Road casualties occur regularly along coastal roads which bisect iguana habitat in Dominica, Basse-Terre and La Désirade (Guadeloupe), and St. Barthélemy. In Dominica, casualties peak late in the dry season when numerous gravid females are killed while migrating to coastal nest sites and early in the wet season when hatchlings disperse inland from nests. On La Désirade, there has been an increase in the number of off-road vehicles and a corresponding increase in deaths.
The species is impacted by a range of non-native introduced predators. Feral and pet cats are believed to be significant predators of juvenile iguanas on Anguilla, and predation by cats and dogs is a problem on Dominica. On St. Barthélemy, feral predators are few, but adult iguanas are known to be killed by guard dogs that run free within fenced properties where iguanas move to feed. Hatchlings and juveniles are within the prey range of mongooses (Herpestes javanicus [=auropunctatus]) and the species is either extinct or highly threatened on all islands where mongoose occurs (for example, Antigua and Barbuda). However, it is unclear how significant the impact of the mongoose is compared with other factors such as cats since Green Iguana remains common in mongoose-inhabited islands. Finally, raccoons (Procyon lotor) may pose a problem on La Désirade and other parts of Guadeloupe.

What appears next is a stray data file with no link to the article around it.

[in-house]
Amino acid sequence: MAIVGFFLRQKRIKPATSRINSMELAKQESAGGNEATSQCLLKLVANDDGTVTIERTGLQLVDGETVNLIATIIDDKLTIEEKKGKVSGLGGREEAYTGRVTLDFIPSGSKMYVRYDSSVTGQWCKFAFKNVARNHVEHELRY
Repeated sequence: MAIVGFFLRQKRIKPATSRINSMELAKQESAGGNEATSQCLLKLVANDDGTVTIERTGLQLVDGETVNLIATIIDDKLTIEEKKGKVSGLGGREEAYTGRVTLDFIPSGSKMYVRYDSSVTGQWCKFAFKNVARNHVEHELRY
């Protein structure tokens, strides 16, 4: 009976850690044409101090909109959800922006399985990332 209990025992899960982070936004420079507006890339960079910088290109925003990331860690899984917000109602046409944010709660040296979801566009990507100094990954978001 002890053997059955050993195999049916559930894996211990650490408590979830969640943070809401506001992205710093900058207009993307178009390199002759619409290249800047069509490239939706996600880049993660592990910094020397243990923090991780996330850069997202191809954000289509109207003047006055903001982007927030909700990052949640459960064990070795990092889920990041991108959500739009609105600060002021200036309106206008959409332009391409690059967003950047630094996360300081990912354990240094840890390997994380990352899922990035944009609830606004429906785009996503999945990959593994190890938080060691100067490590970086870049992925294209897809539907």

Free-ranging and feral browsing competitors are present among almost all iguana populations, with the notable exceptions of Iles de la Petite Terre and most of Dominica. Goat and sheep populations are particularly large and of most concern on Anguilla, La Désirade, St. Eustatius, and the islets of Saint-Barthélemy (Fourchue, Bonhomme, Frégate) where extensive over browsing continues to cause a shift in plant species composition and habitat structure (Breuil 2002).
Historically, hunting occurred throughout the range of the species since the time of the Amerindians. Hunting is now illegal throughout the species’ range. However, St. Eustatius has recently experienced a dramatic rise in iguana hunting, causing a crash in the population. Increased hunting has been linked to an influx of construction workers for the expansion of oil storage facilities on island and economic problems caused by changes in European Community regulations. Despite recent local legislation, iguana meat continues to be sold locally and transported to restaurants in nearby St. Martin. Hunting also remains locally prevalent in parts of Dominica, where certain populations have experienced rapid unsustainable exploitation (A. James pers. comm. 2009).